Computer and Information Scientists
|Overview:||Conduct research into fundamental computer and information science as theorists, designers, or inventors. Solve or develop solutions to problems in the field of computer hardware and software.|
|Duties:||Their jobs are distinguished by the higher level of theoretical expertise and innovation they apply to complex problems and the creation or application of new technology. Those employed by academic institutions work in areas ranging from complexity theory to hardware to programming-language design. Some work on multidisciplinary projects, such as developing and advancing uses of virtual reality, extending human-computer interaction, or designing robots. Their counterparts in private industry work in areas such as applying theory; developing specialized languages or information technologies; or designing programming tools, knowledge-based systems, or even computer games.|
|Degree(s):||A.A.S. Computer Information Systems: Computer Programming Track
A.A.S. Computer Information Systems: Microcomputer Applications Software Track
|Job Outlook:||Employment of computer scientists is expected to grow much faster than average through 2018 because of consumer demand for increasingly sophisticated technologies. Job increases will be driven by very rapid growth in computer systems design as well as software publishing.|
|Starting Salary:||Starting offers for graduates with a doctoral degree in computer science average $93,050. Starting offers averaged $58,000 for graduates with a bachelor’s degree in computer science; $56,000 for those with a degree in computer systems analysis; $52,500 for those with a degree in management information systems; and $52,000 for those with a degree in information sciences and systems.|
|Education Level:||Typically, a Bachelor’s Degree from a 4-year college (some are 5 years) is required to be considered for this occupation.|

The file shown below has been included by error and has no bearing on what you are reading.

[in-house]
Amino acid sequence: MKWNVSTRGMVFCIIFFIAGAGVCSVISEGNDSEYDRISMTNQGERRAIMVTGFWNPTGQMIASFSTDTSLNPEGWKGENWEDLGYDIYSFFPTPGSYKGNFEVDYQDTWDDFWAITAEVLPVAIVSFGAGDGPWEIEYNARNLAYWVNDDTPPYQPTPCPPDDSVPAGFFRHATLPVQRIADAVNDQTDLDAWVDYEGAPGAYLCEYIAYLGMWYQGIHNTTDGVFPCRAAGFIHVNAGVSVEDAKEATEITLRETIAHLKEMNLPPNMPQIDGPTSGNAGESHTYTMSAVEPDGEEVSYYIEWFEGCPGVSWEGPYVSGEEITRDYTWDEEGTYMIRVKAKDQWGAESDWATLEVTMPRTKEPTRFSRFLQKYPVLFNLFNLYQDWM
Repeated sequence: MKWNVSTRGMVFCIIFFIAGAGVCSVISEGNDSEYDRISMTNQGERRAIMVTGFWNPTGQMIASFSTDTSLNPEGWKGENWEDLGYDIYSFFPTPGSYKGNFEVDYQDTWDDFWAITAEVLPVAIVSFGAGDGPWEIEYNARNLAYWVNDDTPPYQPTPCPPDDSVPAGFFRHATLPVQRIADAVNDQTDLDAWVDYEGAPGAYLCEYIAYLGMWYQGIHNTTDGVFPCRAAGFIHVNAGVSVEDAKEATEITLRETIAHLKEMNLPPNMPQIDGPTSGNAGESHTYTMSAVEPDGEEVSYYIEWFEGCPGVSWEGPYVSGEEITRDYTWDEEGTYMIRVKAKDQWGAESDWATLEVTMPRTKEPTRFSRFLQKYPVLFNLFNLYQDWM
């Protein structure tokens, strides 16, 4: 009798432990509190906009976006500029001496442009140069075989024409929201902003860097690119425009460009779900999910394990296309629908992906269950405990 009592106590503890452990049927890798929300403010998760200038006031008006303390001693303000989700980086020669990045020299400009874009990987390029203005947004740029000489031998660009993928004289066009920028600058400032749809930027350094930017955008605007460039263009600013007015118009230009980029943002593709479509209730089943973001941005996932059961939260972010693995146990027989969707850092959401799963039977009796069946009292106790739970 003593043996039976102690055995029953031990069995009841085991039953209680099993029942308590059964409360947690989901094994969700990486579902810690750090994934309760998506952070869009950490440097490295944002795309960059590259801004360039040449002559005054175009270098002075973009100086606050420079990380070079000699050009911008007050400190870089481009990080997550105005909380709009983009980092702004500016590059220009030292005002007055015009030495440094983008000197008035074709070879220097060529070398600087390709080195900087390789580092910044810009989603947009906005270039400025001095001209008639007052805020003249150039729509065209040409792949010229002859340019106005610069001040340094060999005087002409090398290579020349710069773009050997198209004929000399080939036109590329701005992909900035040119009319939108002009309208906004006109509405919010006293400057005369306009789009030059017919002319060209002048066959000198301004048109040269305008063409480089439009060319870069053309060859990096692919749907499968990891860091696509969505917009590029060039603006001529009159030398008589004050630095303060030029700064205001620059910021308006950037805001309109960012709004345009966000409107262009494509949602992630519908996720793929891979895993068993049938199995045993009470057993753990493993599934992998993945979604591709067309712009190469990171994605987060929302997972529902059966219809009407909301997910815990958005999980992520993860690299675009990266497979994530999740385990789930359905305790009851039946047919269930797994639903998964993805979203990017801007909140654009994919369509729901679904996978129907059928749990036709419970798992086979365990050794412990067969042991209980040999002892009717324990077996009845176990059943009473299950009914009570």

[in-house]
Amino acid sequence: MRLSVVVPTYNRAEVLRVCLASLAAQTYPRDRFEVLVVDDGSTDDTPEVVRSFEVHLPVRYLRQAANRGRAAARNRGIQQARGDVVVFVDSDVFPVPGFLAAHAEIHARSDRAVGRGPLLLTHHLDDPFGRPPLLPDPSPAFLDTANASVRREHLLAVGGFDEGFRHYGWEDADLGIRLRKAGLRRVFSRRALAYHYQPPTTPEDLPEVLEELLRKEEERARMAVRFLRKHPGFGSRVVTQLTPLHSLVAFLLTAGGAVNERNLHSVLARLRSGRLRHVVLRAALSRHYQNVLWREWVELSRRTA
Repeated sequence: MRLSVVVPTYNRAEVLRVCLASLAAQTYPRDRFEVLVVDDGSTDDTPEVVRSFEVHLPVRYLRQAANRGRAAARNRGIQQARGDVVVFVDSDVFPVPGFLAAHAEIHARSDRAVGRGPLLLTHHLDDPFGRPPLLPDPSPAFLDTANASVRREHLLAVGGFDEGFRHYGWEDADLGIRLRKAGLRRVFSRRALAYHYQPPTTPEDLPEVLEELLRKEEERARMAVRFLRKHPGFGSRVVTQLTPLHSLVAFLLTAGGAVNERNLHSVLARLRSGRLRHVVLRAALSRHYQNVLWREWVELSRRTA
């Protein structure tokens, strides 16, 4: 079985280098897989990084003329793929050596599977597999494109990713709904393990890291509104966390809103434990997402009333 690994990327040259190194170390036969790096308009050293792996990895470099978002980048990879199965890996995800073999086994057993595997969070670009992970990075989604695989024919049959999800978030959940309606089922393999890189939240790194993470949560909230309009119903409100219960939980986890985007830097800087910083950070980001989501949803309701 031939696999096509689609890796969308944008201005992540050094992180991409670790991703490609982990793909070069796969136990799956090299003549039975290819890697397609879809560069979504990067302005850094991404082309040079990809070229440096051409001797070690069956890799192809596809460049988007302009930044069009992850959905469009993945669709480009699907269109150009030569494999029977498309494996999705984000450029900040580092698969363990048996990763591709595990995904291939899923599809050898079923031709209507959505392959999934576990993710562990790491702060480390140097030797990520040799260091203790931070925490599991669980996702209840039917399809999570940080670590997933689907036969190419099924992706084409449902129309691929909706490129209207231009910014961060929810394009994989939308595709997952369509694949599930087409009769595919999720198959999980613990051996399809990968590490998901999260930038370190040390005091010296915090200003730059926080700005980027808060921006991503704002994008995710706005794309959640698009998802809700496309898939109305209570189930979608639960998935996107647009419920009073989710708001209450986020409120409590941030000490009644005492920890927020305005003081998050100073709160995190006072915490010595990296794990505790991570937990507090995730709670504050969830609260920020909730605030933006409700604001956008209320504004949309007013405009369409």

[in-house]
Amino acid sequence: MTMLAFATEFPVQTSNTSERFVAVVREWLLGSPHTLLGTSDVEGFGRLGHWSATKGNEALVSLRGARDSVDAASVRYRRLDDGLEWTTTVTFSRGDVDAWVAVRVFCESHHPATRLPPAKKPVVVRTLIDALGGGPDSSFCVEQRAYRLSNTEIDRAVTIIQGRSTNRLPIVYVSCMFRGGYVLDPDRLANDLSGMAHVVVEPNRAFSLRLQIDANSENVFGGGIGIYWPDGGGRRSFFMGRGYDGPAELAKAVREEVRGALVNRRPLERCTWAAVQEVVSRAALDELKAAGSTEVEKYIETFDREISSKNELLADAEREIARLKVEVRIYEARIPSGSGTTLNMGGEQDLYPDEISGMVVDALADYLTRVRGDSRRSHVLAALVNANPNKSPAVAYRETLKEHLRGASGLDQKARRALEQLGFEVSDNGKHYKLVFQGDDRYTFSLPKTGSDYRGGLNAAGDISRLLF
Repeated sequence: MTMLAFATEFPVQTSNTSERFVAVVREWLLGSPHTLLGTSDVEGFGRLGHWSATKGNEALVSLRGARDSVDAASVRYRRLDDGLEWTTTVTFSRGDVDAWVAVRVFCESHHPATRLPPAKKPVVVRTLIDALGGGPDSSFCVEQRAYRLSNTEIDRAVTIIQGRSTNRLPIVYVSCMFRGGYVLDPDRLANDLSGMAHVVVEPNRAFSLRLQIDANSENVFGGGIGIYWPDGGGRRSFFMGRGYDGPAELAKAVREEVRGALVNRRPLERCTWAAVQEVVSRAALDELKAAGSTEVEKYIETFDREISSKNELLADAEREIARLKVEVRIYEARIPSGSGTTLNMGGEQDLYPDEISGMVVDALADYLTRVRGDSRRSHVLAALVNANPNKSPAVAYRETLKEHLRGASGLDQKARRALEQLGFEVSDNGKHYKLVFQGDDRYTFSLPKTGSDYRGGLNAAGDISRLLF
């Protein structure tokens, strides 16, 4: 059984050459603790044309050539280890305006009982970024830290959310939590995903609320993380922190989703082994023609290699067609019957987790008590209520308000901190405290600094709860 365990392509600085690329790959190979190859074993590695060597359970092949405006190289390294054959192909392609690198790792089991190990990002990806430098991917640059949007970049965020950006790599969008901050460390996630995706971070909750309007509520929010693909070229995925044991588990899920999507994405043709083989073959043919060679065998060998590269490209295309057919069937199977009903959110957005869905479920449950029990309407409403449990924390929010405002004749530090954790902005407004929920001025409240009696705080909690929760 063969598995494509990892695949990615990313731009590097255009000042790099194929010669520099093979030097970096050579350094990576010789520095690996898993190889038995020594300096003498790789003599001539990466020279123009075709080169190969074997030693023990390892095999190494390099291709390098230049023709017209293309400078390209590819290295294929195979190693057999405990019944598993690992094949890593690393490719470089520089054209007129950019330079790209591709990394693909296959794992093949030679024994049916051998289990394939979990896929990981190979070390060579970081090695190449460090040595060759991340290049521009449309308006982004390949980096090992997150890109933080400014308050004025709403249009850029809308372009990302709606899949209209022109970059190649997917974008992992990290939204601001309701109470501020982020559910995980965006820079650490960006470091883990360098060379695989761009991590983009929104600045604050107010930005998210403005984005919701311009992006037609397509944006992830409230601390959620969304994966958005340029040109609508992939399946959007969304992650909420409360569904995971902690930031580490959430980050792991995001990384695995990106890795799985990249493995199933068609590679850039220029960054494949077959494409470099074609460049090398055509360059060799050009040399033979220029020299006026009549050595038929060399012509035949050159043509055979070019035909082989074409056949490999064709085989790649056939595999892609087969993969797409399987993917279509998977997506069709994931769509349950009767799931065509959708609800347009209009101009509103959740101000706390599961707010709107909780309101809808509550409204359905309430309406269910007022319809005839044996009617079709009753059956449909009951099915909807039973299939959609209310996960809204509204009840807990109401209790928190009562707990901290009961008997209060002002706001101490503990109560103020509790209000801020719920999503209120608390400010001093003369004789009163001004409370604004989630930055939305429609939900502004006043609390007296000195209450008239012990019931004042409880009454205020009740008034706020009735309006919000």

|Additional Training/Education:||Rapidly changing technology requires an increasing level of skill and education on the part of employees. Companies look for professionals with an ever-broader background and range of skills, including not only technical knowledge, but also communication and other interpersonal skills. While there is no universally accepted way to prepare for a job as a network systems analyst, computer scientist, or database administrator, most employers place a premium on some formal college education. Relevant work experience also is very important. For more technically complex jobs, persons with graduate degrees are preferred.|
|Advancement Info:||Computer scientists employed in private industry may advance into managerial or project leadership positions. Those employed in academic institutions can become heads of research departments or published authorities in their field. Computer specialists with work experience and considerable expertise in a particular subject or a certain application may find lucrative opportunities as independent consultants or may choose to start their own computer consulting firms.|
* National data collected by the Department of Labor in 2014 with projections through 2024. For New York green job information .
Understanding acquiring positions in this field may be enhanced through continuing academic study (i.e. earning a baccalaureate or a master's degree) and/or work experience in the field, Queensborough Community College has established transfer agreementswith other institutions for students who wish to further pursue their educational goals. Students are highly encouraged to meet with one of our Career Services to fully understand the opportunities available through study in their degree program.